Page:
Yarmouk was home to the largest Palestinian refugee community before the conflict began. 180,000 Palestinian civilians called it home. Now only 20,000 remain. Food and medical supplies are routinely denied entry, and starvation is one of the three main causes of death. Recently, in the Jarabulus area, 22 people were killed and thrown into the streets to instill fear in the population. Some of them were children.

Amnesty International has called for the immediate lifting of the siege, the cessation of shelling and other indiscriminate attacks, and for humanitarian agencies to have unfettered access to the area. The disproportional attacks on civilians must end.

Down with Israel? Not quite. Yarmouk and Jarabulus are in Syria.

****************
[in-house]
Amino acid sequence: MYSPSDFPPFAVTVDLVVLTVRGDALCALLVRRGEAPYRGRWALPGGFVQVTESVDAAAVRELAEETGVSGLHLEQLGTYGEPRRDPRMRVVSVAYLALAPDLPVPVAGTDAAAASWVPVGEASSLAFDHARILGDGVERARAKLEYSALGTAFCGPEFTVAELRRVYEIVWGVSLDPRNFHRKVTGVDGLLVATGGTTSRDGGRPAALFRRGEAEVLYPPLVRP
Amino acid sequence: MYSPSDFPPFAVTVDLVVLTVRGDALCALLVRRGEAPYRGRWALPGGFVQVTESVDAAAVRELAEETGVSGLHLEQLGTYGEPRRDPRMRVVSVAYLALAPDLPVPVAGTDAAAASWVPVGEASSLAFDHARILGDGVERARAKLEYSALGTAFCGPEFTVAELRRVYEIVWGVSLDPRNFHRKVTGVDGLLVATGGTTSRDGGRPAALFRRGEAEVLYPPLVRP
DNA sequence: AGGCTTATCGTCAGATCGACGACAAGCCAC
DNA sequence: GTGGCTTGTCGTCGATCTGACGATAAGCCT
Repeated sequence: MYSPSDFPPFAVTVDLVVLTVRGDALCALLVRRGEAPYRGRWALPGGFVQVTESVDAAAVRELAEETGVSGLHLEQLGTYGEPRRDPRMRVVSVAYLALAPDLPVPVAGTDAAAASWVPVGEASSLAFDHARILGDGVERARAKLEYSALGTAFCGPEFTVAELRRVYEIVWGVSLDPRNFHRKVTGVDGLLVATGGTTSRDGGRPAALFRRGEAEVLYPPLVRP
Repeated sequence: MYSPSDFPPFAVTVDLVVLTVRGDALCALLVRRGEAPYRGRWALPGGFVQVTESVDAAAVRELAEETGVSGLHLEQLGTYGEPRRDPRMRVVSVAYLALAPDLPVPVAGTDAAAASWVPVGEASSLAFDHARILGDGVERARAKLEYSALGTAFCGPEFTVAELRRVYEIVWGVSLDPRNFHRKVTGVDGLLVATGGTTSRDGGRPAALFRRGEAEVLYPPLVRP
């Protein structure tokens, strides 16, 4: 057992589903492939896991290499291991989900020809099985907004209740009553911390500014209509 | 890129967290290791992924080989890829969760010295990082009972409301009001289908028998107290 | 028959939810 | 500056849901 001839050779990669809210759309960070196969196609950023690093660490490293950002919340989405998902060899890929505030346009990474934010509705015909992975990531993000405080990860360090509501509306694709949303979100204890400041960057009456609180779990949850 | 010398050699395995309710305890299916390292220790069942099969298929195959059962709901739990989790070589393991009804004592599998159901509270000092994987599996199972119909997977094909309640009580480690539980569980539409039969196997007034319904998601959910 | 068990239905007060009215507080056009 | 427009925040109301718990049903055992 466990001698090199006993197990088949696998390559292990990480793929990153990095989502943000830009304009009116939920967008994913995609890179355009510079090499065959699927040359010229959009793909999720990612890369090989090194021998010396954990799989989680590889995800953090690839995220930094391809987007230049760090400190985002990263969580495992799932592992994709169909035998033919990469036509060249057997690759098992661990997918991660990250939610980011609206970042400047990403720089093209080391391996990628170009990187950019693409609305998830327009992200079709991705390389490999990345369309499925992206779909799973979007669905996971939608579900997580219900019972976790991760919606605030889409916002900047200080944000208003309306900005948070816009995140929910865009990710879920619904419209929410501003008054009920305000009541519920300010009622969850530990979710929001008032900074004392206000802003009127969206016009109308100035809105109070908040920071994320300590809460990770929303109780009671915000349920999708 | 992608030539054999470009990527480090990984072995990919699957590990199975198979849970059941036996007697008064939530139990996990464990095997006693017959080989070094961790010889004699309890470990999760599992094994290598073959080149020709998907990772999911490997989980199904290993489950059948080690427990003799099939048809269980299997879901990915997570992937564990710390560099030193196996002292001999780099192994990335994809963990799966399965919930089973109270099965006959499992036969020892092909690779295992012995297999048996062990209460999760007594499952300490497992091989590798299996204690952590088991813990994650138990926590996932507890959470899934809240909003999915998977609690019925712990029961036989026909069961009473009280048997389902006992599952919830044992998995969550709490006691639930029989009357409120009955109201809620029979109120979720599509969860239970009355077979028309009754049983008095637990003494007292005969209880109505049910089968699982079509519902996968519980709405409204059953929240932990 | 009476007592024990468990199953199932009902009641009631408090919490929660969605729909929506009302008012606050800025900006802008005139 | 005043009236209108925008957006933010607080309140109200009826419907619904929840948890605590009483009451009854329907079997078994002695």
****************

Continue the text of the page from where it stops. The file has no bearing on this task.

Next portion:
This seems worth discussing.

At the very least, it’s interesting to see how little discussion the mass murder of Palestinians in Syria generates when compared to the discussion of Israel’s on-going operation in Gaza.

It’s easy to understand why it looks to many people like the real problem is with Israel rather than with the deaths of innocent Palestinians.

LTMC: The difference between these two cases is that everybody is in general agreement that the Assad government in Syria is an oppressive regime, and they properly view oppressed people within its borders as victims.  Syria is also still in the throws of an ongoing Civil War, which appears to be an isolated cause of the suffering of Palestinian refugees there.  It was not until Hamas began actively fighting on behalf of rebels in Syria that Assad moved against the refugees.  From the Times of Israel article linked above: